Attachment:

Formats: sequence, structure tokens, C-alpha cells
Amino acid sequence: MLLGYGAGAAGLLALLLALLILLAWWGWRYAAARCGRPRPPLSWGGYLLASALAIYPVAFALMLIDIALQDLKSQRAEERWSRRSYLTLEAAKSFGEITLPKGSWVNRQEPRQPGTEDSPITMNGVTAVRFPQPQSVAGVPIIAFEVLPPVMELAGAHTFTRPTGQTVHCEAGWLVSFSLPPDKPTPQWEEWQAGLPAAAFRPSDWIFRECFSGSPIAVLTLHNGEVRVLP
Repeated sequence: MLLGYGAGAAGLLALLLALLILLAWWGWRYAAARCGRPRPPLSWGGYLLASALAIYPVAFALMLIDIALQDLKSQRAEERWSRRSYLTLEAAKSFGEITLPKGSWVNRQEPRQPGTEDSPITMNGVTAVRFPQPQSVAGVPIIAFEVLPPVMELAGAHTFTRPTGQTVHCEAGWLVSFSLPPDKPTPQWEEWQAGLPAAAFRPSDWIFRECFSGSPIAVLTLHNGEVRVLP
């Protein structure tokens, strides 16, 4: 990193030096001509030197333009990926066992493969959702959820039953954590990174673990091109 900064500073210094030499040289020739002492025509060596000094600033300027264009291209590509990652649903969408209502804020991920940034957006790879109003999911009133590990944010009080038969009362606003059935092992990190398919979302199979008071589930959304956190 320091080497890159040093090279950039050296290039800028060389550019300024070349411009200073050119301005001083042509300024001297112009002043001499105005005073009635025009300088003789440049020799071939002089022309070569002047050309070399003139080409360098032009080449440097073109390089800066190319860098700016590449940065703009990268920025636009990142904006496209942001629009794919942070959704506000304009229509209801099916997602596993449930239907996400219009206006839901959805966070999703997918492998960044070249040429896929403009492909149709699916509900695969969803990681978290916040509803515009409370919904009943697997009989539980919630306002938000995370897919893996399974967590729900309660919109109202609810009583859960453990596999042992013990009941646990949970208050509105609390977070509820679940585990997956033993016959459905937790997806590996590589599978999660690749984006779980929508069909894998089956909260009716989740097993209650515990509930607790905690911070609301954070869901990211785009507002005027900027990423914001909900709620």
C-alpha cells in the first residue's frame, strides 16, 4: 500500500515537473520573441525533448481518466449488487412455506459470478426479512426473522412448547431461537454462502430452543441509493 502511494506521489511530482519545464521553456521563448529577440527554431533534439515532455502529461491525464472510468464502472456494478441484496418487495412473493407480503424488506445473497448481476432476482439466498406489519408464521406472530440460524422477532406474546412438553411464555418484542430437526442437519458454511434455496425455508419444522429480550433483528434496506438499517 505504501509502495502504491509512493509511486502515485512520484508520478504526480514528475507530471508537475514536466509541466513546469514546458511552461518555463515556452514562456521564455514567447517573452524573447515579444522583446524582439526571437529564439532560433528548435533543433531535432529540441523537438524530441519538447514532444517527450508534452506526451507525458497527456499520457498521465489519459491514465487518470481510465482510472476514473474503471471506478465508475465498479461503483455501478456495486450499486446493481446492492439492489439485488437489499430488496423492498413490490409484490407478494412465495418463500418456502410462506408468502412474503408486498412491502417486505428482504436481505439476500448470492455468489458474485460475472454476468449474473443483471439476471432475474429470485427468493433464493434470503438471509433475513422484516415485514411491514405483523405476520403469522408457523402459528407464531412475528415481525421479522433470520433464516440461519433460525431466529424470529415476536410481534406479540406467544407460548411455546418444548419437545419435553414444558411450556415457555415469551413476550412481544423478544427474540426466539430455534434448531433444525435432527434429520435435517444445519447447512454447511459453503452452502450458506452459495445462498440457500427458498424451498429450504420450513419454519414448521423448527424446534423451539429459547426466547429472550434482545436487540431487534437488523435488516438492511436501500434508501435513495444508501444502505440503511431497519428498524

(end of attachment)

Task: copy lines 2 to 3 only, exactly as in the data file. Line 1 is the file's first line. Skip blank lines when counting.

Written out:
Amino acid sequence: MLLGYGAGAAGLLALLLALLILLAWWGWRYAAARCGRPRPPLSWGGYLLASALAIYPVAFALMLIDIALQDLKSQRAEERWSRRSYLTLEAAKSFGEITLPKGSWVNRQEPRQPGTEDSPITMNGVTAVRFPQPQSVAGVPIIAFEVLPPVMELAGAHTFTRPTGQTVHCEAGWLVSFSLPPDKPTPQWEEWQAGLPAAAFRPSDWIFRECFSGSPIAVLTLHNGEVRVLP
Repeated sequence: MLLGYGAGAAGLLALLLALLILLAWWGWRYAAARCGRPRPPLSWGGYLLASALAIYPVAFALMLIDIALQDLKSQRAEERWSRRSYLTLEAAKSFGEITLPKGSWVNRQEPRQPGTEDSPITMNGVTAVRFPQPQSVAGVPIIAFEVLPPVMELAGAHTFTRPTGQTVHCEAGWLVSFSLPPDKPTPQWEEWQAGLPAAAFRPSDWIFRECFSGSPIAVLTLHNGEVRVLP